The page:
DREW SHENEMAN | THE STAR-LEDGER
Across the country, hundreds of thousands of first-year college students are moving into their dorms, starting their first day of class and adapting to the unique rigors and rewards of university life.
Many are taking the first steps on their journey of education, immersing themselves in hundreds of majors, all intended to prepare them for the workplace or higher academia.
Students choose these majors based on their individual passions and interests, in the hopes that their college education allows them to explore what they want and create a life plan that is meaningful to them.
But what happens when a student doesn’t have any idea as to what they want to pursue?
This is, after all, a huge decision. The choice of one major over another, especially when the consequences can resonate years after graduation, is sobering. For many who haven’t decided what path they want to pursue, the path seems simple: don’t declare a major at all.
Terese King, director of the WSU Academic and Career Center, said that around 1,100 WSU freshmen, or 25 percent of the incoming class, have not declared a major. Moreover, around 49 percent of WSU freshmen who have declared a major changed it by the end of the fall semester.
“I think that students come in thinking about what they would like to major in, based on what they’re exposed to, and in some cases, you can have very little information to make that decision,” King said. “I think it’s exposure to those areas, and learning what you can do with those majors, and what sorts of careers you can end up in.”
It’s often easy for high school students to be pressured into declaring a major too soon. Societal pressure to attend college with a career already planned can confuse students. Lack of information or experience can make this worse. Essentially, a significant portion of students are entering college with very little information about the various career paths and majors open to them.
King pointed to several informational student resources for those still unsure of their paths. Many disciplines, including business and engineering, offer introductory courses that cover the various facets of each discipline.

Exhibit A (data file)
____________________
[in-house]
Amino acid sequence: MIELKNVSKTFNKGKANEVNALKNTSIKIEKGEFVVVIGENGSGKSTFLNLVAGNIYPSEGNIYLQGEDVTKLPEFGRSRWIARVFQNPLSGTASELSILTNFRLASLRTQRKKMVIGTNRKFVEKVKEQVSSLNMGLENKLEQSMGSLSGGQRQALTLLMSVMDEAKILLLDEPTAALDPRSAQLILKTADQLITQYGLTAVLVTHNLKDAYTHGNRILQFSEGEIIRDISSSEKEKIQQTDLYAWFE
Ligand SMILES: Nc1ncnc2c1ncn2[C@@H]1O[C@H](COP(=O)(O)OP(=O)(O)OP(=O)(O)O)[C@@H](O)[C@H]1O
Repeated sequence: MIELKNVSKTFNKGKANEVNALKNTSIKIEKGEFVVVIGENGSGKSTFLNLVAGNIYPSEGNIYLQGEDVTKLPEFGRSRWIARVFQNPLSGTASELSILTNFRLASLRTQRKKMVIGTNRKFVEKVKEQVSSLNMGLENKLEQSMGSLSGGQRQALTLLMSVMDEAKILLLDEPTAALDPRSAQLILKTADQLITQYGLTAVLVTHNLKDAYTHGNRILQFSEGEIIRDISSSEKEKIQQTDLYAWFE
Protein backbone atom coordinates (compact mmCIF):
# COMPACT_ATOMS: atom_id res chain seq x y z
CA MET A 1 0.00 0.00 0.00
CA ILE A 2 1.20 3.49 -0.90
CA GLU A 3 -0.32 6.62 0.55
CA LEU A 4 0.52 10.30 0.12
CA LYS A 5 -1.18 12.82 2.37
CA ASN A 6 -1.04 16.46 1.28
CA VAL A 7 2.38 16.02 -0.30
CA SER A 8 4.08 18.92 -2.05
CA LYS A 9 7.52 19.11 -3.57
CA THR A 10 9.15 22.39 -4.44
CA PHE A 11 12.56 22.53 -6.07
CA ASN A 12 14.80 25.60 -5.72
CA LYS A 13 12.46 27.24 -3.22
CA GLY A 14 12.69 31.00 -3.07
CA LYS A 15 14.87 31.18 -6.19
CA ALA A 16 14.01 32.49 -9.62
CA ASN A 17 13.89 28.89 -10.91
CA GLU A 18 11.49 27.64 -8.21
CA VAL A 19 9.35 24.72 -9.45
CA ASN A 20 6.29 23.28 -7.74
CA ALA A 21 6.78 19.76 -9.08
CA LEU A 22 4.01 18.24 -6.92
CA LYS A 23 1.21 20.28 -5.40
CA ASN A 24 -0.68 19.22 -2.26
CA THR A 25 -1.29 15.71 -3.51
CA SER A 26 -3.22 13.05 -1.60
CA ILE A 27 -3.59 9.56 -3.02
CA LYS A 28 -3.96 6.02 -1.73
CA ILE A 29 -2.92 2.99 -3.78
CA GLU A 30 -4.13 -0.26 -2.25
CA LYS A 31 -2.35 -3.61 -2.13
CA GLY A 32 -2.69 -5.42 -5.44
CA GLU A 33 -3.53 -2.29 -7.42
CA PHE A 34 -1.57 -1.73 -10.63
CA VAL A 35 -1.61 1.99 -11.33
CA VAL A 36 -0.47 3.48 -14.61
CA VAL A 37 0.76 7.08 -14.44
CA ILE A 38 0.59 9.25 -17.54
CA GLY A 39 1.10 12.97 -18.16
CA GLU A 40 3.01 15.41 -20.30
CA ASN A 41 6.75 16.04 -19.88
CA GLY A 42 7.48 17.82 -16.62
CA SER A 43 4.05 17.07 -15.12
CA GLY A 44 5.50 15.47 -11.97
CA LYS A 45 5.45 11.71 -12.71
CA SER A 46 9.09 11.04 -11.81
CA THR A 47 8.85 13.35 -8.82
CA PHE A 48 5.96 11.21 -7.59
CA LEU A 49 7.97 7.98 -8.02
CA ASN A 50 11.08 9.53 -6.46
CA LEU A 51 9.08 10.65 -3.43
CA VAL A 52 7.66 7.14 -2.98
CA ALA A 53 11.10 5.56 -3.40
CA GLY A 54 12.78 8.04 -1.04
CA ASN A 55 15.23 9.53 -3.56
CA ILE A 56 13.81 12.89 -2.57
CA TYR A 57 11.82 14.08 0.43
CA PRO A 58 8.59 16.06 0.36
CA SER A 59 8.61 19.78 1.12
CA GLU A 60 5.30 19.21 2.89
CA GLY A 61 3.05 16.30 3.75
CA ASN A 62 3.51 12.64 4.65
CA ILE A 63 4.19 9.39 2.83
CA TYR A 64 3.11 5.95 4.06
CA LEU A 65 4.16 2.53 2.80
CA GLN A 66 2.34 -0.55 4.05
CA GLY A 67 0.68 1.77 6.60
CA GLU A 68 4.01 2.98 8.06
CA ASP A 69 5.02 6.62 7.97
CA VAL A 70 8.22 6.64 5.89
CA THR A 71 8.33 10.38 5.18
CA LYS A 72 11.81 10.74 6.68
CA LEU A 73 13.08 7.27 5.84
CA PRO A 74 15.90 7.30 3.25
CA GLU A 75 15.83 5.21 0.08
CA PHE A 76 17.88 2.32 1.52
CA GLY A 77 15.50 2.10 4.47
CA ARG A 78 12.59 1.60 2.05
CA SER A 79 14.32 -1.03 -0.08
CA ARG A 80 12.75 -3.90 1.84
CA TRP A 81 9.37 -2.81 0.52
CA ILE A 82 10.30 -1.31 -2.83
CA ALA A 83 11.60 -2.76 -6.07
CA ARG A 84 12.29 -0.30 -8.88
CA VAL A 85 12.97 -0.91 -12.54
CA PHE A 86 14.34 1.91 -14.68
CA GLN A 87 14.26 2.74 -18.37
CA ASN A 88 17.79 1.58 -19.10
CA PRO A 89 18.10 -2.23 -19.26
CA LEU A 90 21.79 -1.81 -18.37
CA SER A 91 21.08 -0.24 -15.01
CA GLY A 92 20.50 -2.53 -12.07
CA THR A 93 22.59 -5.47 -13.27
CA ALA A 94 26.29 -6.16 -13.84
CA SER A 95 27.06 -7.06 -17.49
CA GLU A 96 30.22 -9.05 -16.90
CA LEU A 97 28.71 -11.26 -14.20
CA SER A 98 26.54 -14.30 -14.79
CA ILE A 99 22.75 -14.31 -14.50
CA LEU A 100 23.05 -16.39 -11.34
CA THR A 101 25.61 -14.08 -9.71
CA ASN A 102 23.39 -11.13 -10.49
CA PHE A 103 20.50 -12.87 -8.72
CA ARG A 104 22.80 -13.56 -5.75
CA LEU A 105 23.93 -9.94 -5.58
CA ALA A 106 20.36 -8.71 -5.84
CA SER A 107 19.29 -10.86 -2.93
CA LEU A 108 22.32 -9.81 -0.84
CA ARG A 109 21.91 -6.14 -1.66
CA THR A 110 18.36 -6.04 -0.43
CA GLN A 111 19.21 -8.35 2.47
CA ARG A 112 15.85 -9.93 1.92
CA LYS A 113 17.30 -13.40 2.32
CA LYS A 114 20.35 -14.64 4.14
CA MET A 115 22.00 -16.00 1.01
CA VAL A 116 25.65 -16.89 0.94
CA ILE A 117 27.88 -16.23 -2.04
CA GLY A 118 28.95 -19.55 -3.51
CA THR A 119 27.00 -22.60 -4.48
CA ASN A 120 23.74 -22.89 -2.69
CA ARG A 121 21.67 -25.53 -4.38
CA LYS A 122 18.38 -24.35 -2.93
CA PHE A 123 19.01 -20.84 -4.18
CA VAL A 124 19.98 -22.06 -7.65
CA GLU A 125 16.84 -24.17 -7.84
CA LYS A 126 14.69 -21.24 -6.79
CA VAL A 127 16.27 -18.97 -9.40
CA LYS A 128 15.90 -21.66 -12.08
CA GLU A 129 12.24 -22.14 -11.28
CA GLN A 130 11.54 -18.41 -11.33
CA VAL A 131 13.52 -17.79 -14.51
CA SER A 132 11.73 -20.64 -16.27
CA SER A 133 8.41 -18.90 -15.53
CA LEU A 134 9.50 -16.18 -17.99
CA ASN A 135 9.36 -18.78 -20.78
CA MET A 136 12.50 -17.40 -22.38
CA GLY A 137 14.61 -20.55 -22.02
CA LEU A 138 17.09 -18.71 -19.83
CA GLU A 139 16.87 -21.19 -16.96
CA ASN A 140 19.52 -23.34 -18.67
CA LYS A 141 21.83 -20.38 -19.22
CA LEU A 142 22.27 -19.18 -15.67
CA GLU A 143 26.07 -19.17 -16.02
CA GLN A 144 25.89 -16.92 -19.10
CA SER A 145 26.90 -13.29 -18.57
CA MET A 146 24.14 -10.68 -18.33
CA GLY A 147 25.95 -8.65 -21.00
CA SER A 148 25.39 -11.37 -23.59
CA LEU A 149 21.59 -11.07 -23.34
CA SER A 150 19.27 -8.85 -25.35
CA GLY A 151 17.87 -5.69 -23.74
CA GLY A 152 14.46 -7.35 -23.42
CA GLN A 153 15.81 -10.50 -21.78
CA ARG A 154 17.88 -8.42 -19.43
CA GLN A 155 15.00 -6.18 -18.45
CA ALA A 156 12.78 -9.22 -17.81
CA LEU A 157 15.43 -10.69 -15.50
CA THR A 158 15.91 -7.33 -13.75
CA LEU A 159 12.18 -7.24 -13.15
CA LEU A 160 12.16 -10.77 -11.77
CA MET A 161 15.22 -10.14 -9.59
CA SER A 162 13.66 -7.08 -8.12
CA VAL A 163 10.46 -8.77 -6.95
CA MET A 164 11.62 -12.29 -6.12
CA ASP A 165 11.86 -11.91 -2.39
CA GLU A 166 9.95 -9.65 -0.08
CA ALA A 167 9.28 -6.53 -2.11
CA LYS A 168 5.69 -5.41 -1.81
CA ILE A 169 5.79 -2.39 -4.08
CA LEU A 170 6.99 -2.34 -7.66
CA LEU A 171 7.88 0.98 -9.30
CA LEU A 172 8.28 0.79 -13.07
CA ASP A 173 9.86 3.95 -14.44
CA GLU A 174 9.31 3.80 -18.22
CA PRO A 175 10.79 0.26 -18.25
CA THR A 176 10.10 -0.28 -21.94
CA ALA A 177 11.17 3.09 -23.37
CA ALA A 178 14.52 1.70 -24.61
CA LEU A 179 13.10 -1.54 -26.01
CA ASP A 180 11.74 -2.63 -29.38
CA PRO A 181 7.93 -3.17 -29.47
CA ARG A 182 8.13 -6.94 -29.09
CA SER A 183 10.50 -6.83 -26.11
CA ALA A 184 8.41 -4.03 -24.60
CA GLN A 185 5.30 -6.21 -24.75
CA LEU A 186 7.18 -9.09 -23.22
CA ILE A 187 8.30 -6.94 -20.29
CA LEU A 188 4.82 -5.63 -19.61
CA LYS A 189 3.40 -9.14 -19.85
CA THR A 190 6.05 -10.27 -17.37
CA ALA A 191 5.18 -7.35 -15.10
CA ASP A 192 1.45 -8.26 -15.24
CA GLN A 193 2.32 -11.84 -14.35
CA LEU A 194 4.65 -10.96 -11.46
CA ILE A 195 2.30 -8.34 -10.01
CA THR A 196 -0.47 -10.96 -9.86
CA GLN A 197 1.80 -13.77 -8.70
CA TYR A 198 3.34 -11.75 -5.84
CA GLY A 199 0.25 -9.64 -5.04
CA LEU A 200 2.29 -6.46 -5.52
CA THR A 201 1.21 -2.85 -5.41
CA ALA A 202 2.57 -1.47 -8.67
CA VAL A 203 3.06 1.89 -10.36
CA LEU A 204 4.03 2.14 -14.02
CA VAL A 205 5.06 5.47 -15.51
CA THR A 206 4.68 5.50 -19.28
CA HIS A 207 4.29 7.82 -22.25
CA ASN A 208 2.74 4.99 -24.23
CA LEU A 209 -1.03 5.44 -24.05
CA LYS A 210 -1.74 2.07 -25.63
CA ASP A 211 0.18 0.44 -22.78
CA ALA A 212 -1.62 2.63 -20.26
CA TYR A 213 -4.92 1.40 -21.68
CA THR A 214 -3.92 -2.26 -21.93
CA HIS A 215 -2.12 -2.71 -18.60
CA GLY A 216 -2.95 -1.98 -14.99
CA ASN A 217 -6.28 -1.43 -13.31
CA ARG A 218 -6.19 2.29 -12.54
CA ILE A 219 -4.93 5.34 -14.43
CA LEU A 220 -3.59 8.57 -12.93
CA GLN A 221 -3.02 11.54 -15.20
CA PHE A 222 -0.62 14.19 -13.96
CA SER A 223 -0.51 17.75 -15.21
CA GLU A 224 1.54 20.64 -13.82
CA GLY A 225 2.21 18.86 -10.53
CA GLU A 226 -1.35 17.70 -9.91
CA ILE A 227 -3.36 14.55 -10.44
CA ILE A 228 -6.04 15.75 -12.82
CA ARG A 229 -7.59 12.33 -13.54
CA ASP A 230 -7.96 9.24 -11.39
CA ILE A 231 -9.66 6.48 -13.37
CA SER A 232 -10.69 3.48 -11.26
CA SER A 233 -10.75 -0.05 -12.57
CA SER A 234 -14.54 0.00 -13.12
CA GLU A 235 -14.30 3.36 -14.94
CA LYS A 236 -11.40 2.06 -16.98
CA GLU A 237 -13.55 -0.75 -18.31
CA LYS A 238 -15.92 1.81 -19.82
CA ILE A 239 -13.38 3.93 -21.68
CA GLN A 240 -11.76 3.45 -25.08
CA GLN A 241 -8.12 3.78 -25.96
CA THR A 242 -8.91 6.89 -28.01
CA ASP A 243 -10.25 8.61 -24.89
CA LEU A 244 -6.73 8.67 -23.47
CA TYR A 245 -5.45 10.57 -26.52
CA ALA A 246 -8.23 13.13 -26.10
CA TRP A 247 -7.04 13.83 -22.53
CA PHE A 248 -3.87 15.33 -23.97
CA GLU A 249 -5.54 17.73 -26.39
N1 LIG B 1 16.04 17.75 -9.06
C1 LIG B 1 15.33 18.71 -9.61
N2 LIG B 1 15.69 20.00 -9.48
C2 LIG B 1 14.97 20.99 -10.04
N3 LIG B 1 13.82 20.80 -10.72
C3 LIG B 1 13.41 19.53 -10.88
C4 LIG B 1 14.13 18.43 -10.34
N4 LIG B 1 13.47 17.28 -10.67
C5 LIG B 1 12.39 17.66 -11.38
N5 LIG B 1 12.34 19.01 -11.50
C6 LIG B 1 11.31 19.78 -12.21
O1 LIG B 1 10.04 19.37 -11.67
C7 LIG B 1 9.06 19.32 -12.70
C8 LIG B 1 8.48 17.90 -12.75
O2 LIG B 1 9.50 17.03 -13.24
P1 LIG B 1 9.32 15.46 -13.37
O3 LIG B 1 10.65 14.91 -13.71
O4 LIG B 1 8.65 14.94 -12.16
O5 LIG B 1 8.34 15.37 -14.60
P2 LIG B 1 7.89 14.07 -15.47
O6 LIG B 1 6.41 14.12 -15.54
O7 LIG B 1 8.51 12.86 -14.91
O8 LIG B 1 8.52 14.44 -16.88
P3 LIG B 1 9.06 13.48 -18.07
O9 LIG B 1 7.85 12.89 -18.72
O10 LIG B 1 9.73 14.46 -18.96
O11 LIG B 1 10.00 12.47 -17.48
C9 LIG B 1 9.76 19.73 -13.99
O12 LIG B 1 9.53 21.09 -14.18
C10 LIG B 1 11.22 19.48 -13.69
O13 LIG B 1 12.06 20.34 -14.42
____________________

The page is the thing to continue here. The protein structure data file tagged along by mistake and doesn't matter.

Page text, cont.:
Many students benefit from talking to members of the community about their careers, and the paths students can take to follow. King said university course requirements can also help.
“The reason that we have students take UCORE is to get a very broad sense of various disciplines,” King said. “It really exposes them to areas that they may not have thought about before.”
Still, college is expensive, and for a student that hasn’t declared a major that time and money may be better spent elsewhere. It’s often easy to get caught up in the excitement of attending college for the first time, but students need to carefully consider whether college is really the best way to accomplish their goals. They also must decide what their goals really are.
It’s completely understandable for students to be unsure about their future. It’s completely understandable for students to wait to declare a major. However, it’s also important to be aware that there are many beneficial and financially responsible alternatives to entering college as an undeclared freshman.
Trade school, the military, a gap year — these are all options that unsure young people can and should pursue. For many, college offers a journey of self-discovery, and it’s often hailed as the best four years of your life. But for many others, it may not be the right option.